3

I have a very large file containing about, for example, 5 million lines like this:

Songs=****, Singers=****
Singers=***
Songs=***
.... # many many lines
SongType=***
... # many many lines again
Album=***, Singers=**

Since all characters replaced by * are Chinese characters I use /[a-zA-Z]*= to match "Songs", "Singers". And I don't know if I've matched the third: "SongType" since I cannot see it using my eyes, let alone the fourth: "Album".

The problem is that: can I use a vague pattern, in my case [a-zA-Z]*= to know all distinct possibilities(of the same pattern)? I mean all the four strings here.

Of course I can use g command to delete all that matched and see those left. But what if the fifth and others are so rare that I cannot pick them out in the left lines? And in this way the "Album" is deleted and I can never find it.

I have tried to first copy all matched strings to a register and then sort u it in an other file to check, but failed because of the register limitation.

  • 1
    The problem is that the file is too large and contains may not only these three type and I want to check all the matched distinctions. I'm not really sure I understand the question. Do you want to search for different strings in the same pattern as nobe4 showed you or are you trying to do something else? – statox Jul 22 '16 at 10:00
  • Are you asking how to know what exactly your pattern is matching in the file? – Antony Jul 22 '16 at 11:38
  • Ok I think I understand: You want to get in one place all the strings matching the pattern [a-zA-Z]*= right? I think your idea of putting it all in a register was good what was your limitation? – statox Jul 22 '16 at 11:51
  • Yes, and they should be distinct. – Lerner Zhang Jul 22 '16 at 11:58
4

You can do it like this:

:let b:types=[]
:%s/[A-Za-z]*\>/\=add(b:types, submatch(0))/ng
:echo uniq(b:types)

This searches for the pattern /[A-Za-z]*\> and adds the result to the List variable b:types. Since we are only interested in the adding the matches to the list, and don't want to change the buffer, we use the n flag to the :s command. The g flag is there, to get all matches.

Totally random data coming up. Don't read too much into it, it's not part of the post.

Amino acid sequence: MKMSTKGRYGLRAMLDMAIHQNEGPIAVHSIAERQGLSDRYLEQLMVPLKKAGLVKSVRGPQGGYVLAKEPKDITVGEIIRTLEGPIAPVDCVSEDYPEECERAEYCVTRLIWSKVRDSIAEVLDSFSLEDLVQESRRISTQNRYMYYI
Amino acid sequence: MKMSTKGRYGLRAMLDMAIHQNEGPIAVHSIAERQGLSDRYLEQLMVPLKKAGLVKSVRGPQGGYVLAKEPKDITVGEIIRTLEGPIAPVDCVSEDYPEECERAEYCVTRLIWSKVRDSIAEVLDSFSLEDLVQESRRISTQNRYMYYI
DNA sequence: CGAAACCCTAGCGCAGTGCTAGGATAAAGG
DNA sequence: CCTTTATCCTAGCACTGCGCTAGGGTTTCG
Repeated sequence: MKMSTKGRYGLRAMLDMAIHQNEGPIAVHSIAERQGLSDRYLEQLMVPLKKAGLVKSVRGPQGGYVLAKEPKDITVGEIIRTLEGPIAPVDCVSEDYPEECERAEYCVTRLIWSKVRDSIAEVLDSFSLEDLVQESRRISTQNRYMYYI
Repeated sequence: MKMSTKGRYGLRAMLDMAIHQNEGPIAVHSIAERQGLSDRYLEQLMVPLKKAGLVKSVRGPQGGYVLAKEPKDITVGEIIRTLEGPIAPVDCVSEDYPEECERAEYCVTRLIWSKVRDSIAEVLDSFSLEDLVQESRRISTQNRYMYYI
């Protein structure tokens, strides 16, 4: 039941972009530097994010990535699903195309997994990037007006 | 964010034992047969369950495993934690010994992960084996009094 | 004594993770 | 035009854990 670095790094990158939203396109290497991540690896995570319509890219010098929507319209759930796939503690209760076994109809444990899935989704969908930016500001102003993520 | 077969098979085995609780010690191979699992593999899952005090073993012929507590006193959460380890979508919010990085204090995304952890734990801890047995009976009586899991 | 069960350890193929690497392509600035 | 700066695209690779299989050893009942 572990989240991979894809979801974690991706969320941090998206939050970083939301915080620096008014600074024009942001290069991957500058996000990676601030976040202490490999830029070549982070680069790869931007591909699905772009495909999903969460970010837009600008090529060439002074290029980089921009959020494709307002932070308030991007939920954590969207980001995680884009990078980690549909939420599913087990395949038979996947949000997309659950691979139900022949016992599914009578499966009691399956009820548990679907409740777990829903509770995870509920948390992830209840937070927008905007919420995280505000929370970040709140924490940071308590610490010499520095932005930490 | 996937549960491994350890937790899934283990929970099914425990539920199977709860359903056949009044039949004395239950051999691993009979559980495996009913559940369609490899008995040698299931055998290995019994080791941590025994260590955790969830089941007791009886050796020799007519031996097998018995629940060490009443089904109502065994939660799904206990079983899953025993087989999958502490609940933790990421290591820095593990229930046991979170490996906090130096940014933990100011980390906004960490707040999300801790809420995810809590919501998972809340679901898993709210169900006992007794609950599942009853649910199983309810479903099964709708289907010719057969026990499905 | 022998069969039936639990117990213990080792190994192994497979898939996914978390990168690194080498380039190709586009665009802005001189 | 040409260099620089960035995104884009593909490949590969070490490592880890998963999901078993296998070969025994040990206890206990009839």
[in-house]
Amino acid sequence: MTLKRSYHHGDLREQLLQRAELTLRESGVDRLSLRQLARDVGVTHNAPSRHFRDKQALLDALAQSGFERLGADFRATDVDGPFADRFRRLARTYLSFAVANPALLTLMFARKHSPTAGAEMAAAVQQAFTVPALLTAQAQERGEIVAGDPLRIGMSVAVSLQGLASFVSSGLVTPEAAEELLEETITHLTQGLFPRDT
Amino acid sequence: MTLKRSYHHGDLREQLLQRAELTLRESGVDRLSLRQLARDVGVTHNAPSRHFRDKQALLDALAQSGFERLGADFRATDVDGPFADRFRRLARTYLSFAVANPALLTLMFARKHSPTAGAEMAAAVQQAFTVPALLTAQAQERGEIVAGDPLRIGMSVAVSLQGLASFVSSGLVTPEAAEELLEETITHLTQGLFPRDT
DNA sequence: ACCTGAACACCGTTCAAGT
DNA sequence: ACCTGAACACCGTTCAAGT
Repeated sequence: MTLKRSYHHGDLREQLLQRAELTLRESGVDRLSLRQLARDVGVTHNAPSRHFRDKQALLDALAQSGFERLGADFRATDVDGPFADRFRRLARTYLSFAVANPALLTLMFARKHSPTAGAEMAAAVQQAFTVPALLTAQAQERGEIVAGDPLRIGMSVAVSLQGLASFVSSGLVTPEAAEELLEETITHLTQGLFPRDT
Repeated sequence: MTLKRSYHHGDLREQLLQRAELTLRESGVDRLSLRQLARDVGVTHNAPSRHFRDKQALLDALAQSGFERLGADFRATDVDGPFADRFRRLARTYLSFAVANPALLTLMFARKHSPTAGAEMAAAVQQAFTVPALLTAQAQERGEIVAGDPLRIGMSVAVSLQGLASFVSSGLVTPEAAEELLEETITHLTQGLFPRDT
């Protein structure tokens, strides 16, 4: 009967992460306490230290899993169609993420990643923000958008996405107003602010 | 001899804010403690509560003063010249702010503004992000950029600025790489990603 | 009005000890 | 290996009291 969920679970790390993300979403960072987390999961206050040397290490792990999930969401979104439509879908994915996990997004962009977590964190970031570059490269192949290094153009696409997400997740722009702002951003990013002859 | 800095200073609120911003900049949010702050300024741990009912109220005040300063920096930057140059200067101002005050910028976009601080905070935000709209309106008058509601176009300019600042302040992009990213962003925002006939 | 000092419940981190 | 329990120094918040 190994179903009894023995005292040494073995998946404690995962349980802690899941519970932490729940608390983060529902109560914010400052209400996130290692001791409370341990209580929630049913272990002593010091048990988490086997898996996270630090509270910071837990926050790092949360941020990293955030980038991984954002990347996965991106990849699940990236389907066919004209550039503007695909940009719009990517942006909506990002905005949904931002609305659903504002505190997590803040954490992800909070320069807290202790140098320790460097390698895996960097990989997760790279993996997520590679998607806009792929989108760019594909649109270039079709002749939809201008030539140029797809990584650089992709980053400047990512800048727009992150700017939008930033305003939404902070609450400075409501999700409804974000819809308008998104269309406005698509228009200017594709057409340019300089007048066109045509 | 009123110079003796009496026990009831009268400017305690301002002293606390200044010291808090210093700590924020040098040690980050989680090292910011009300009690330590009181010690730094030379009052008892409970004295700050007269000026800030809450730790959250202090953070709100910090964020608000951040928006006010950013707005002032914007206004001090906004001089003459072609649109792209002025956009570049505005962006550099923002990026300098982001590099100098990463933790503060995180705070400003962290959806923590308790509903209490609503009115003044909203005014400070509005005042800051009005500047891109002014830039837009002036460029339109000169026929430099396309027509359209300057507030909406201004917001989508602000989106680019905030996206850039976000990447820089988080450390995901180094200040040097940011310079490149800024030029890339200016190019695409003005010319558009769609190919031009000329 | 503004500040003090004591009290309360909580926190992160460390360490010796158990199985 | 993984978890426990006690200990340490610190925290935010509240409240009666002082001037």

Now this will populate your list with all matches, so since we are only interested in the uniq entries, we run the uniq() function on the result again.

Note, the uniq() function is only available with a Vim 7.4.500 or so, so it is relative recent.

If you are further interested in the statistics, you can do it like this:

function! Count(match)
  if has_key(b:types, a:match)
      let b:types[a:match]+=1
  else
      let b:types[a:match]=1
  endif
  return a:match
endfu
let b:types={}
%s/[A-Za-z]*\>/\=Count(submatch(0))/gn
echo b:types

This will count each match. The output of the b:types variable might look like this:

{'SongType': 1, 'Songs': 2, 'Singers': 3, 'Album': 1}
  • I've tried but it's not that effective as expected. – Lerner Zhang Sep 5 '16 at 7:57
  • What you mean with not that effective as expected? – Christian Brabandt Sep 5 '16 at 11:53
  • I want to know if there is a command to get the unique matches in a particular register? Thanks. – Lerner Zhang Sep 6 '16 at 6:17
  • Well, your question did not mention that you want to use specifically registers for that, but you can of course use a register instead of a variable in the first solution I mentioned. – Christian Brabandt Sep 6 '16 at 6:38
  • Could you please tell me how I can print the b:types to a file? – Lerner Zhang Mar 26 '17 at 3:32

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